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[rout] /raʊt/
verb (used without object)
to root:
pigs routing in the garden.
to poke, search, or rummage.
verb (used with object)
to turn over or dig up (something) with the snout.
to find or get by searching, rummaging, etc. (usually followed by out).
to cause to rise from bed (often followed by up or out).
to force or drive out.
to hollow out or furrow, as with a scoop, gouge, or machine.
Origin of rout2
1540-50; alteration of root2; compare Middle Dutch ruten to root out Unabridged
Based on the Random House Dictionary, © Random House, Inc. 2015.
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Examples from the Web for rout out
Historical Examples
  • “And I know too much for them to let me go and bring a few of our lads to rout out their nest,” he said, half aloud.

    In the King's Name George Manville Fenn
  • Now, father, we two will go across the Bay and rout out that old Troll.

    Mighty Mikko Parker Fillmore
  • Now sit right down Mr. Gilbert, and I'll go and rout out Norry, and you and her can have your breakfast sociably together.

  • And of course you can rout out evidence for anything under the sun from his dingy old folios.

    The Return Walter de la Mare
  • Finally it occurred to him to rout out an old lieutenant of the 96th, named Livin, a poor devil with whom he often used to fence.

  • A word, a wave of her whip sufficed for the dog to rout out the recalcitrant sheep and send him bleating to his fellows.

  • He wished to rout out two men to whom he owed a very deep grudge, which he was fully determined to pay off.

  • Stewards, chief officers, mates, men rush in all directions to rout out Tubbs.

  • I had to rout out a dozing elevator operator, and as the lift swooped upward my anger rose with it.

    The Door Through Space Marion Zimmer Bradley
  • Many of the front doors had been battered open in order to start the fires or to rout out the people who were in hiding.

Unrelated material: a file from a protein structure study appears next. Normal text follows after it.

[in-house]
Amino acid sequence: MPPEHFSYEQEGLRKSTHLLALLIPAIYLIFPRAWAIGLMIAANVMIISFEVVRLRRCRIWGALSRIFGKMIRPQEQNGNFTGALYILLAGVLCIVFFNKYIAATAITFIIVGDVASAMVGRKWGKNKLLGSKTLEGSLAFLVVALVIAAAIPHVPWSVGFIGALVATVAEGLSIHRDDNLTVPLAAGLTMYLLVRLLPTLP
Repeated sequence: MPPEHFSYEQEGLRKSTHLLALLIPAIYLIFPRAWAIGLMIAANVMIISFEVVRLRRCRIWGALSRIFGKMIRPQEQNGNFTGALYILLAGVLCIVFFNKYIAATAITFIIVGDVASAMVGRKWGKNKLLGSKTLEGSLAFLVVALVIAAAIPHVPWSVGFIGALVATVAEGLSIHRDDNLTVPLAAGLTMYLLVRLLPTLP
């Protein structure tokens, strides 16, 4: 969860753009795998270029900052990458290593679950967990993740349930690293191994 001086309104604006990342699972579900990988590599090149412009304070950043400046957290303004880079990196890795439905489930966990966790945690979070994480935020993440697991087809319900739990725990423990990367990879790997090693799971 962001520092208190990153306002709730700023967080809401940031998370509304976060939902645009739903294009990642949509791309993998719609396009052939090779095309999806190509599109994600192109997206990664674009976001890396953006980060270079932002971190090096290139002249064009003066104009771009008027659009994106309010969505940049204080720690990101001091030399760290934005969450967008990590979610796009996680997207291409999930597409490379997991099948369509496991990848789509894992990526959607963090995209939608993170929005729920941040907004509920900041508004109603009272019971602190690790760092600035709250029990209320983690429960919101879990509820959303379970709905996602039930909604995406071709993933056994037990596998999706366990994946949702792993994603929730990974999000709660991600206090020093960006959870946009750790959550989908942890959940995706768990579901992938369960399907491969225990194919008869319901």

British Dictionary definitions for rout out


an overwhelming defeat
a disorderly retreat
a noisy rabble
(law) a group of three or more people proceeding to commit an illegal act
(archaic) a large party or social gathering
(transitive) to defeat and cause to flee in confusion
Word Origin
C13: from Anglo-Norman rute, from Old French: disorderly band, from Latin ruptus broken, from rumpere to burst; see route


to dig over or turn up (something), esp (of an animal) with the snout; root
(transitive; usually foll by out or up) to get or find by searching
(transitive) usually foll by out. to force or drive out: they routed him out of bed at midnight
(transitive) often foll by out. to hollow or gouge out
(intransitive) to search, poke, or rummage
Word Origin
C16: variant of root²
Collins English Dictionary - Complete & Unabridged 2012 Digital Edition
© William Collins Sons & Co. Ltd. 1979, 1986 © HarperCollins
Publishers 1998, 2000, 2003, 2005, 2006, 2007, 2009, 2012
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Word Origin and History for rout out



1590s, "disorderly retreat following a defeat," from Middle French route "disorderly flight of troops," literally "a breaking off, rupture," from Vulgar Latin rupta "a dispersed group," literally "a broken group," from noun use of Latin rupta, fem. past participle of rumpere "to break" (see rupture (n.)).

The archaic English noun rout "group of persons, assemblage," is the same word, from Anglo-French rute, Old French route "host, troop, crowd," from Vulgar Latin rupta "a dispersed group," here with sense of "a division, a detachment." It first came to English meaning "group of soldiers" (early 13c.), also "gang of outlaws or rioters, mob" (c.1300) before the more general sense developed 14c. Also as a legal term. Cf. rout-cake (1807), one baked for use at a reception.


"drive into disordered flight by defeat," c.1600, from rout (n.). Related: Routed; routing.

Online Etymology Dictionary, © 2010 Douglas Harper
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